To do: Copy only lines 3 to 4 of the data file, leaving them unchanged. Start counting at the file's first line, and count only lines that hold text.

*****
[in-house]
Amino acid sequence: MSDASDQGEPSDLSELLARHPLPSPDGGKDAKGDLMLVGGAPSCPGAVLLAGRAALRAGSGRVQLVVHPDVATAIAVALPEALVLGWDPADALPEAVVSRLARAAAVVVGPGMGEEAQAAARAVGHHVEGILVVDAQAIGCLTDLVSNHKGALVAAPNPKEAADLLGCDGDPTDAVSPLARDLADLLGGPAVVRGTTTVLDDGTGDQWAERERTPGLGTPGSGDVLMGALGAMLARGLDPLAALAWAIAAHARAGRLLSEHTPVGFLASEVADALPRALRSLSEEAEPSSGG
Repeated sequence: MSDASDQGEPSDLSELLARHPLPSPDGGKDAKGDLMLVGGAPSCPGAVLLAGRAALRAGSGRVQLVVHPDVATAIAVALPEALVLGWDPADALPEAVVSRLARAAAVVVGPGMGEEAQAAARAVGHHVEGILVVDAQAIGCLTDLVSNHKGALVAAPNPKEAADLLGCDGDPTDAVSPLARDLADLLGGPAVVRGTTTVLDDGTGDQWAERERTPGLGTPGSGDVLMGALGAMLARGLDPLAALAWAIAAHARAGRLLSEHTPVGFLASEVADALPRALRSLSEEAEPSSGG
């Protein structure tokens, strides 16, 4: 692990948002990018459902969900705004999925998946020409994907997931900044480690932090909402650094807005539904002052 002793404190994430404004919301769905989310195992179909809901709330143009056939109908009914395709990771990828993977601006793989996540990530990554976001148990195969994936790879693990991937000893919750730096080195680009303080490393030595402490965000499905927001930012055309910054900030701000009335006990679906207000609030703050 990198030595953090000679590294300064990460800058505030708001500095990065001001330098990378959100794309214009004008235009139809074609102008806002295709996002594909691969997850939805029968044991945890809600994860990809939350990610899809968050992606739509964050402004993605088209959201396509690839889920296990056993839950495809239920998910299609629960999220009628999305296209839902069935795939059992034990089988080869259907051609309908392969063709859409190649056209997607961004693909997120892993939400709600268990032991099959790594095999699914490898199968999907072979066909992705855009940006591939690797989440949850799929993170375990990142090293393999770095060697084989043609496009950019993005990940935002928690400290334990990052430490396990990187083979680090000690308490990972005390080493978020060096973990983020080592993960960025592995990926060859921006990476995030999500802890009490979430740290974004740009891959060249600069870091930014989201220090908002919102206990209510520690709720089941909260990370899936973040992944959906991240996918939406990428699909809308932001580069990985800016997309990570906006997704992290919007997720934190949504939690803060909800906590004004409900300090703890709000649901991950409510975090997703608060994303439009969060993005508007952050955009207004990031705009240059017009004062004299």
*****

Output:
Repeated sequence: MSDASDQGEPSDLSELLARHPLPSPDGGKDAKGDLMLVGGAPSCPGAVLLAGRAALRAGSGRVQLVVHPDVATAIAVALPEALVLGWDPADALPEAVVSRLARAAAVVVGPGMGEEAQAAARAVGHHVEGILVVDAQAIGCLTDLVSNHKGALVAAPNPKEAADLLGCDGDPTDAVSPLARDLADLLGGPAVVRGTTTVLDDGTGDQWAERERTPGLGTPGSGDVLMGALGAMLARGLDPLAALAWAIAAHARAGRLLSEHTPVGFLASEVADALPRALRSLSEEAEPSSGG
């Protein structure tokens, strides 16, 4: 692990948002990018459902969900705004999925998946020409994907997931900044480690932090909402650094807005539904002052 002793404190994430404004919301769905989310195992179909809901709330143009056939109908009914395709990771990828993977601006793989996540990530990554976001148990195969994936790879693990991937000893919750730096080195680009303080490393030595402490965000499905927001930012055309910054900030701000009335006990679906207000609030703050 990198030595953090000679590294300064990460800058505030708001500095990065001001330098990378959100794309214009004008235009139809074609102008806002295709996002594909691969997850939805029968044991945890809600994860990809939350990610899809968050992606739509964050402004993605088209959201396509690839889920296990056993839950495809239920998910299609629960999220009628999305296209839902069935795939059992034990089988080869259907051609309908392969063709859409190649056209997607961004693909997120892993939400709600268990032991099959790594095999699914490898199968999907072979066909992705855009940006591939690797989440949850799929993170375990990142090293393999770095060697084989043609496009950019993005990940935002928690400290334990990052430490396990990187083979680090000690308490990972005390080493978020060096973990983020080592993960960025592995990926060859921006990476995030999500802890009490979430740290974004740009891959060249600069870091930014989201220090908002919102206990209510520690709720089941909260990370899936973040992944959906991240996918939406990428699909809308932001580069990985800016997309990570906006997704992290919007997720934190949504939690803060909800906590004004409900300090703890709000649901991950409510975090997703608060994303439009969060993005508007952050955009207004990031705009240059017009004062004299």